Tofino, B.C. marks anniversary of Leviathan II tragedy

VICTORIA - One year ago today, a whale-watching vessel sank off British Columbia's coast, tossing 27 people into the churning Pacific.
Five Britons and one Australian died when the 20-metre Leviathan II capsized in waters near Tofino, located about 320 kilometres northwest of Victoria.
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Here's how much food Walmart throws away over 12 days

Doughnuts and pastries. Stalks of still-crunchy celery. Bags of bright, plump oranges. It sounds like a shopping list, but it was all in Walmart's garbage.
CBC's Marketplace went through trash bins at two Walmart stores near Toronto to see how much food the company throws away.
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Child benefit rules failing to keep pace with changing families, think-tank says

The head of the Vanier Institute of the Family, a Canadian think-tank based in Ottawa, says the federal government needs to update its policies when it comes to the way it awards family benefits.
Nora Spinks's comments come after an Ottawa father complained to CBC News that he had to get permission from his spouse in order to collect the Canada child benefit payments for his biological children.
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Why trade deals like CETA have become a 'whipping boy' for anti-globalization forces

Globalization has always had its critics — there's nothing new there, says Fen Hampson, professor of international affairs at Carleton University's Norman Paterson School of International Affairs.
But given the problems Europe is experiencing now, with high levels of unemployment, particularly among youth, it's not surprising that free trade deals like the Canada-EU CETA have become "a whipping boy for very unhappy people who are out of work," Hampson said.
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What teenager's nomination means for Ontario PC's

Sam Oosterhoff could soon become the MPP for Niagara's wine country, and he's barely old enough to drink (legally).
Oosterhoff, 19, is the Progressive Conservative candidate in the Nov. 17 byelection in Niagara West-Glanbrook. If he wins, he will become the youngest MPP in Ontario's history.
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Depending on which presidential candidate you favour, American polls have something to appeal to all tastes. A competitive race? A narrow lead for Donald Trump? A landslide for Hillary Clinton? The polls have you covered.
But that doesn't mean that we have no idea where things really stand in the U.S.
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Venezuela's political rivals agree to hold talks amid escalating tensions

Venezuela's embattled socialist government and the opposition will start talks this weekend in a bid to head off an escalating political standoff sparked by the suspension of a recall referendum aimed at removing Nicolas Maduro, the nation's deeply unpopular president.
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Researchers link virus to Alaska birds with deformed beaks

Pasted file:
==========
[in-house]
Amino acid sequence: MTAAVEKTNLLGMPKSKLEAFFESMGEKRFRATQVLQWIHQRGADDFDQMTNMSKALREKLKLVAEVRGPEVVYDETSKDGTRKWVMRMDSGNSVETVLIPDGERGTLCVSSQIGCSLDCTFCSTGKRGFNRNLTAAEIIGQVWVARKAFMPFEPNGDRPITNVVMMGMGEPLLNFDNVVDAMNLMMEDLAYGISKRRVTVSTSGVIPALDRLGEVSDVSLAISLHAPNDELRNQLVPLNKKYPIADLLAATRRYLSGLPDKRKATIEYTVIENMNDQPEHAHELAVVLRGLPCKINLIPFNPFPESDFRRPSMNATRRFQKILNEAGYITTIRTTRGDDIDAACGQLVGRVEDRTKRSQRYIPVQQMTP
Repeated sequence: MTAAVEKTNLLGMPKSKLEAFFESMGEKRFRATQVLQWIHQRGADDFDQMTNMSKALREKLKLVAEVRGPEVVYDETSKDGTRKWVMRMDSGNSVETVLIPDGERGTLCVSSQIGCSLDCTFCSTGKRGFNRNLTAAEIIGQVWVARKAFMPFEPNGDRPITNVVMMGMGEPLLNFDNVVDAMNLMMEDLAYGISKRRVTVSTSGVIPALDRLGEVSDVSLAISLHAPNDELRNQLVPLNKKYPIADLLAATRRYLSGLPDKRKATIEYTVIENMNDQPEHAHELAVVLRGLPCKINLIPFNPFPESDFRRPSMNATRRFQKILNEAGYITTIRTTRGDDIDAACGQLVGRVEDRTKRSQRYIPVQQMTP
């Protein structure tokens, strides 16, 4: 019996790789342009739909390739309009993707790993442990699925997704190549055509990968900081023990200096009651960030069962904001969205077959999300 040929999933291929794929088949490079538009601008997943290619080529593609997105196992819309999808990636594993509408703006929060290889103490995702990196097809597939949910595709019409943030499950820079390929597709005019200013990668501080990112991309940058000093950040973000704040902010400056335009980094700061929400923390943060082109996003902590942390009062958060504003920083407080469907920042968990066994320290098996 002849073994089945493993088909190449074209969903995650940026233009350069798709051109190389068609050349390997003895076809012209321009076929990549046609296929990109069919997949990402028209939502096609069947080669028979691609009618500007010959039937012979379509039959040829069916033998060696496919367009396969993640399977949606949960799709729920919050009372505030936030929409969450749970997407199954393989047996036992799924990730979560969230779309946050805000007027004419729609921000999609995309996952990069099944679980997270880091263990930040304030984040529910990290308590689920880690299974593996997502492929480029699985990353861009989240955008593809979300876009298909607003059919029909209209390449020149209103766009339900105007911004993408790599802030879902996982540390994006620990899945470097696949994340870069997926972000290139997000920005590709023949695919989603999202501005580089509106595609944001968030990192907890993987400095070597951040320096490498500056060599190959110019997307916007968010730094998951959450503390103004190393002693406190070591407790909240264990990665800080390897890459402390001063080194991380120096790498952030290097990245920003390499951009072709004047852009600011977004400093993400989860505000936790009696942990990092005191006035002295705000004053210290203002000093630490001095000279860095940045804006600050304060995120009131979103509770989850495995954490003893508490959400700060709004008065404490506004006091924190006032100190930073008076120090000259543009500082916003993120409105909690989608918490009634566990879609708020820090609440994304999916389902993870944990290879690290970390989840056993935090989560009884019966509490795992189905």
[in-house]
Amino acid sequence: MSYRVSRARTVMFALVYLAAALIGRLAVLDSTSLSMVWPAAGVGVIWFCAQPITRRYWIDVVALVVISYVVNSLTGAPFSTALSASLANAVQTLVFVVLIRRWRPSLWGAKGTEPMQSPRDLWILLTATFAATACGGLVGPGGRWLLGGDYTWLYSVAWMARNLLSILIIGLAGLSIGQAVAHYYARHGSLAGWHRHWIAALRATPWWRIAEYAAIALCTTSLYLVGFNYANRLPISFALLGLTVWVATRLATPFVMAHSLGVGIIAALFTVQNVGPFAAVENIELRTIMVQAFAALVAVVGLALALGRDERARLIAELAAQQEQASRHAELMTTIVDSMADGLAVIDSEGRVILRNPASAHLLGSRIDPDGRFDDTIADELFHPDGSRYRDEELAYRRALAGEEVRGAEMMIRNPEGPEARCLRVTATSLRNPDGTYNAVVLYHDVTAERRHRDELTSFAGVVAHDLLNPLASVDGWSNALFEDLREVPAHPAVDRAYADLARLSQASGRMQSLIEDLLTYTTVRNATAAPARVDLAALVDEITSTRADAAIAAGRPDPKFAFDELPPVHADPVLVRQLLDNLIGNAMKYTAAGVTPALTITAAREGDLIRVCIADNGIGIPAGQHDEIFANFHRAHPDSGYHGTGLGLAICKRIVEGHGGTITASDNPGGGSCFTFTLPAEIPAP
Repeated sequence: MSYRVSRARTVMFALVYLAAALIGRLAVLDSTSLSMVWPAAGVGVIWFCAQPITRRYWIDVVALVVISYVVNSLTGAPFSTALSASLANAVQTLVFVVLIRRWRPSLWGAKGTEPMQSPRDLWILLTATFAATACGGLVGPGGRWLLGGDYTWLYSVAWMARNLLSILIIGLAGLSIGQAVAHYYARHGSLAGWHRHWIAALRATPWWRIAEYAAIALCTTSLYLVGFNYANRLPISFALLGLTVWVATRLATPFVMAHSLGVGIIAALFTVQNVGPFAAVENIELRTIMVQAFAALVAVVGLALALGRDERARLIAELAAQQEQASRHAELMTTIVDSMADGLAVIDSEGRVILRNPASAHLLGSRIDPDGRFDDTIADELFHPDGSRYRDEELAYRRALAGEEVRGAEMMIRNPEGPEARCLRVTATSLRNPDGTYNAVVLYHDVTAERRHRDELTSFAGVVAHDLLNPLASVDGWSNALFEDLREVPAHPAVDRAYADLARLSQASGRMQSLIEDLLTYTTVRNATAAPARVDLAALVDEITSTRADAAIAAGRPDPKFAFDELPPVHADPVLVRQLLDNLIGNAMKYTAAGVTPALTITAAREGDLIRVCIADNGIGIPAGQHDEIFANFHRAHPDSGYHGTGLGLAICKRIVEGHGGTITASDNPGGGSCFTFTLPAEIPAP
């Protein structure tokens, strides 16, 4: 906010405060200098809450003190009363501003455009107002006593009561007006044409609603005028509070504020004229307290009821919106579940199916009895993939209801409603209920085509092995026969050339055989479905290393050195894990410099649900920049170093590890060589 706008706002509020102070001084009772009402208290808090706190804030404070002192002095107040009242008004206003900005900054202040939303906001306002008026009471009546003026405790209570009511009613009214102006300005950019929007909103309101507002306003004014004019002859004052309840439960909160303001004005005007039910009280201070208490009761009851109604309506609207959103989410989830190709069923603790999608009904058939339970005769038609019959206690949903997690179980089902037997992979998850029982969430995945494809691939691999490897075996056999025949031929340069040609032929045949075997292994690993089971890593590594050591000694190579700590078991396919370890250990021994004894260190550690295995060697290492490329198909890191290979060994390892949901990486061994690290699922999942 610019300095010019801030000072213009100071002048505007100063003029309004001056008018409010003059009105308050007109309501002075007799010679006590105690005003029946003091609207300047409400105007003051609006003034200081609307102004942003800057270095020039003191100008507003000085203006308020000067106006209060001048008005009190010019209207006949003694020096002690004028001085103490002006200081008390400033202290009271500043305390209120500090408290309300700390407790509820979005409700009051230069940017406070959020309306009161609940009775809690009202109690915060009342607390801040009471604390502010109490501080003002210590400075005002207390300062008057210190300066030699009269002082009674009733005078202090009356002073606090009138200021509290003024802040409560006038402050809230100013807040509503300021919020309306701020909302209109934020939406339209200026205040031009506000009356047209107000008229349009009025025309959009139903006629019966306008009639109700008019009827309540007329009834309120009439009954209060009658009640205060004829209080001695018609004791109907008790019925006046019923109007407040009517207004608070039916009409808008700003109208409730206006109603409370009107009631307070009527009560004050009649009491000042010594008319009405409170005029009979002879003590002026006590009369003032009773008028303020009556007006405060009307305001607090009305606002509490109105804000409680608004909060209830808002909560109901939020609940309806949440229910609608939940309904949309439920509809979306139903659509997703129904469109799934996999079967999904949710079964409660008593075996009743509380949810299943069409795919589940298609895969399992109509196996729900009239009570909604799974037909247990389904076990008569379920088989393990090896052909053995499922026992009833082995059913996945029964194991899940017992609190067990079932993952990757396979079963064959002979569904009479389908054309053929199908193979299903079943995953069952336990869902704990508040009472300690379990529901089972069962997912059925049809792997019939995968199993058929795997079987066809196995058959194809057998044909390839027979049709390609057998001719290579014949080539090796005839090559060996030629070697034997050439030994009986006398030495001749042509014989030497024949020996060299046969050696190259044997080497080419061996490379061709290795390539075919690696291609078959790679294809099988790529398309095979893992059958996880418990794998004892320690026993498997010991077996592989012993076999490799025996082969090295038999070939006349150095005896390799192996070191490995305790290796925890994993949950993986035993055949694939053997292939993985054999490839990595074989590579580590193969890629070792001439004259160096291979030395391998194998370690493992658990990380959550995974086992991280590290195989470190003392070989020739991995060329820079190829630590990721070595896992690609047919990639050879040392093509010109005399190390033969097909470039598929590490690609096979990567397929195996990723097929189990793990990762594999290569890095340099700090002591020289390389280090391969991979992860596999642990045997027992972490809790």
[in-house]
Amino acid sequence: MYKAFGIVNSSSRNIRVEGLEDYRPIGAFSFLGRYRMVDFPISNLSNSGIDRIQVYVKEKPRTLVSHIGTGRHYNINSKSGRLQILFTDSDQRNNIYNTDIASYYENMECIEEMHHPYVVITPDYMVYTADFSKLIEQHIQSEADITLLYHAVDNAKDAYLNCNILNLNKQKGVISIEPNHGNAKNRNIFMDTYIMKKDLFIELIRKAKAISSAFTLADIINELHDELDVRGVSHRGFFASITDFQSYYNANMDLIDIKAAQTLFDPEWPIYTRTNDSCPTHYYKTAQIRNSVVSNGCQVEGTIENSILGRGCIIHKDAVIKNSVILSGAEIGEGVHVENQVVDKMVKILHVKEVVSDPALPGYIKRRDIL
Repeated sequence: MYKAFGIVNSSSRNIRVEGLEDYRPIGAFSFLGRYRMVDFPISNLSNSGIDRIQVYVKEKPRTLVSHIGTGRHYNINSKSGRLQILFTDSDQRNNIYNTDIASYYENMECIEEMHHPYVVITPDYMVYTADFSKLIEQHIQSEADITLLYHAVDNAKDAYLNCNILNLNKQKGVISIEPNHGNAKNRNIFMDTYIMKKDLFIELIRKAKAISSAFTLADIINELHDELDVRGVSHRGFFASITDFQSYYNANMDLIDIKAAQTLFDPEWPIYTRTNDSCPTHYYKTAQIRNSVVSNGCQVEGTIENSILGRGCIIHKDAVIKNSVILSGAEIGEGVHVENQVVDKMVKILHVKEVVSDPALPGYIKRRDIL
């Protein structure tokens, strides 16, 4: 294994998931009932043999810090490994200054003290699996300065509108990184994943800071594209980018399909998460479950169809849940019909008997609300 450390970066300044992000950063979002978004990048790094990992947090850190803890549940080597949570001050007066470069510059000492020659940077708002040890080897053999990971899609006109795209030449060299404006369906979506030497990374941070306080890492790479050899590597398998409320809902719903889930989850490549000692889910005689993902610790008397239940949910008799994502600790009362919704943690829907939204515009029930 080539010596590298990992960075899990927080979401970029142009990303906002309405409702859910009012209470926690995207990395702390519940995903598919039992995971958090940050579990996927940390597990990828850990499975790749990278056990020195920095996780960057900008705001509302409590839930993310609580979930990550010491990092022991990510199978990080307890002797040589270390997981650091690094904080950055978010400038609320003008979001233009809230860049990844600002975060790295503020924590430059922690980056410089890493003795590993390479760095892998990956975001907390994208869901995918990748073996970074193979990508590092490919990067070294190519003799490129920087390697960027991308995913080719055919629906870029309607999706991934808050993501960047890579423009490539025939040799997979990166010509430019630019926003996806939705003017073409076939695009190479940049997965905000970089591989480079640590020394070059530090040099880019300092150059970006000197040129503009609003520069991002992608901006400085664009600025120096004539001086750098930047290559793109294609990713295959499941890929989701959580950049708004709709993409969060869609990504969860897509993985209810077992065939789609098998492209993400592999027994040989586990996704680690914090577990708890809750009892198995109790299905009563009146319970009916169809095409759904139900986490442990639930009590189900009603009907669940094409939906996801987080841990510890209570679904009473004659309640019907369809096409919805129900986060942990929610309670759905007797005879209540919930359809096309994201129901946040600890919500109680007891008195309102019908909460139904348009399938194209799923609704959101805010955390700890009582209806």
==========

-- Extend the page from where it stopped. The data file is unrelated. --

ANCHORAGE, Alaska - Researchers in California and Alaska are hoping they've found what's causing beaks of some bird species to grow twice as fast as normal.
The disease is called avian keratin disorder. Affected birds grow beaks that are freakishly long and that sometimes curve up or down.
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Ont. electricity system operator reports $80M loss after accounting change

TORONTO -- Ontario's efforts to ease the upward pressure on electricity rates has been dealt a setback by a change in accounting practices.
In the government's public accounts for 2015-16, the Independent Electricity System Operator reported a "previously unrecognized actuarial loss and past service costs" of just over $80 million.
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Animal welfare groups hire former top bureaucrat to investigate Ontario SPCA

TORONTO -- A longtime bureaucrat who helped write animal welfare laws in Ontario has been hired by two non-profit organizations to perform a deep dive into the agency charged with enforcing those laws.
Zoocheck Canada and Animal Alliance Canada have hired Mike Zimmerman, who worked with the Ministry of Community Safety and Correctional Services for decades before retiring last month, to lead an investigation into the Ontario Society for the Prevention of Cruelty to Animals.
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Madeleine Thien among winners of Governor General's Literary Awards

TORONTO -- Vancouver-born, Montreal-based Madeleine Thien has won this year's Governor General's Literary Award for fiction and is in line for a second major book prize later today.
Thien's novel "Do Not Say We Have Nothing" (Knopf Canada) is also i,n contention for the prestigious 50,000 pound (C$81,000) Man Booker Prize being awarded in London.
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Canadian authors Madeleine Thien, David Szalay in contention for Man Booker Prize

LONDON -- Canadian authors Madeleine Thien and David Szalay are both in the running for the prestigious Man Booker Prize being awarded later today in London.
The Vancouver-born, Montreal-based Thien is nominated for "Do Not Say We Have Nothing.
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